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True Wisdom Transforms Our Evil Into Virtue

It is almost the end of the year 2021. Our lives changed drastically last year and we are gradually adjusting ourselves to the new normal.

But I really hope that we are able to go back to the temple without any worries and listen to the teachings together and share laughter. Especially, in regards to guest speaking, it is really convenient that we are able to hold services online and ask ministers to guest speak, but I hope this will not become our “new normal” since I love traveling and seeing other places!

This year marked my 10th year as a Kaikyoshi minister and my 25th year as Jodo Shinshu minister. I cannot believe that it has been that long, but Okagesamade, because of the support of many lives, I have been able to be here.

I feel like my children Aoi and Hikaru were just born, but now they are 9 and 5 years old. I am really starting to understand the expression “Time flies!” In less than five years, my daughter will be a teenager and I cannot believe how time quickly passes by.

Anyway, since the pandemic, I am streaming services every morning and working on some English translations from Japanese writings regarding Jodo Shinshu teachings.

This is my quick translation from the writing by the late Rev. Jitsuen Kakehashi (1927-2014), “Shinran Shonin no Oshie Mondo-shu” (“The Teaching of Shinran Shonin: Questions and Answers”) from “Daihorinkaku publications,” pages 230-231, 2011.

It is not an official translation and a really rough translation, so some parts might not make sense or may be difficult to understand. I just wanted to share these words of Kakehashi Sensei since this illustrates the important teaching of Jodo Shinshu.

Q. Shinran Shonin wrote in the preface of “KyoGyoShinSho” as “True Wisdom transforms our evil into virtue.” How specifically does evil transform into virtue?

A. Ultimately, one is able to become a Buddha to save a multitude of beings. However, we continue to be ordinary beings full of blind passions as long as we live in this world of delusion. But, when one begins to entrust themselves to the Primal Vow of Amida Tathagata and say the Nembutsu, one’s mind experiences a big change. That is to realize the false self, who is like a mass of blind passion, and serving the blind passion as if it is the master of mind.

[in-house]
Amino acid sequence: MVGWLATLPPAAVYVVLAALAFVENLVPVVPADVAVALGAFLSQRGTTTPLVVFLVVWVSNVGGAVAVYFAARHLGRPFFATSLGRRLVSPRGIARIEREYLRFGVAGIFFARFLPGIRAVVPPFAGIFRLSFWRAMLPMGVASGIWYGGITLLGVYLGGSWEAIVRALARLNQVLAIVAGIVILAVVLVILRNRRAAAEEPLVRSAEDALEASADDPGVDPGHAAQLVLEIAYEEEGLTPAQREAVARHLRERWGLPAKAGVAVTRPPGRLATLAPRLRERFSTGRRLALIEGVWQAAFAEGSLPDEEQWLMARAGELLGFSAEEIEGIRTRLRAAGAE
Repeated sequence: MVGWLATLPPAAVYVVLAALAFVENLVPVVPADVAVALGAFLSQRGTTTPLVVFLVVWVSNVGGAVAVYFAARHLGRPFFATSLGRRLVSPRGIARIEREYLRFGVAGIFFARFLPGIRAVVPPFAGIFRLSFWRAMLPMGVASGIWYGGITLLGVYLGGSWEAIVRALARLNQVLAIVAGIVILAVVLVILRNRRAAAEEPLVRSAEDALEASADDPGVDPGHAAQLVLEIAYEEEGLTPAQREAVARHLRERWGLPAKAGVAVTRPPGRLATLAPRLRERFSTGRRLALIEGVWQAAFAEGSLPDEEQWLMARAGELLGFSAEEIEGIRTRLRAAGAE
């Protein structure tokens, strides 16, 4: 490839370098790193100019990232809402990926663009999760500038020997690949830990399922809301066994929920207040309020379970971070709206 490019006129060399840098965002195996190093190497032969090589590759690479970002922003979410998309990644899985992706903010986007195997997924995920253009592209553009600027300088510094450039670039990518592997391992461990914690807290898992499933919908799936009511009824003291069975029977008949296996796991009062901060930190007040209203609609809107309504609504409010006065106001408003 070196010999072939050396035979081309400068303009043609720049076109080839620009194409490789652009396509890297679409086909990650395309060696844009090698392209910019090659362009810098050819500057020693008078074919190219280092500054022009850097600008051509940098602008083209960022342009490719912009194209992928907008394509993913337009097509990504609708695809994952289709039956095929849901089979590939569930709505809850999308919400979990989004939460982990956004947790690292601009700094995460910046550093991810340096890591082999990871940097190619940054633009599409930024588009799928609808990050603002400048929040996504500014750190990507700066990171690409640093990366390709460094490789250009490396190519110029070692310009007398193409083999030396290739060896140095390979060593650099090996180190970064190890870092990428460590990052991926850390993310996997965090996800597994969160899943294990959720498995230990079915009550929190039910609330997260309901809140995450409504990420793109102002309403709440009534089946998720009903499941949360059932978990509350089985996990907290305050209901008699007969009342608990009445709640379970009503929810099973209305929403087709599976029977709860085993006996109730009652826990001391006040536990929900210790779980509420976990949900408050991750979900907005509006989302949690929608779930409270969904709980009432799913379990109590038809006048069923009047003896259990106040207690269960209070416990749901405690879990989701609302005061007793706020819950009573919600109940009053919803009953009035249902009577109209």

Also, one, (who encounters the Vow), realizes that the Nembutsu, which is the manifestation of Tathagata, as the true master and opens their mind up to receive the Nembutsu as true and real. One begins to aspire to continue the journey to the Pure Land, guided by the teaching of Tathagata thinking as “Make Nembutsu as the master of mind, and blind passion as the guest of mind.” So, one experiences the transformation of the sense of values deep inside the self.

We are ordinary beings full of blind passions, but how we live this life will be changed from when we were thinking as it is natural for the blind passions to arise, to feel shame to the blind passions to arise. That is to say, the practitioner of shinjin gives rise to the shame/self-reproach and the deep appreciation to Amida Tathagata’s great compassion. The true sense of ethics will be nurtured by and blessed with the mind to admire the truth and the shrewd sense towards evil (rejection to the blind passion). This is already pointed out by both Honen, and Shinran Shonin.

I really feel that realizing the risk of blind passions or not realizing it makes a big difference in our daily lives.

Amida Buddha’s calling to grasp and never abandon us because of my nature of attaching to the blind passions makes me self-reflect my daily conduct and gives rise to the appreciation for Buddha’s great benevolence. My article was mostly the words of Kakehashi Sensei, but I hope the translation was helpful.



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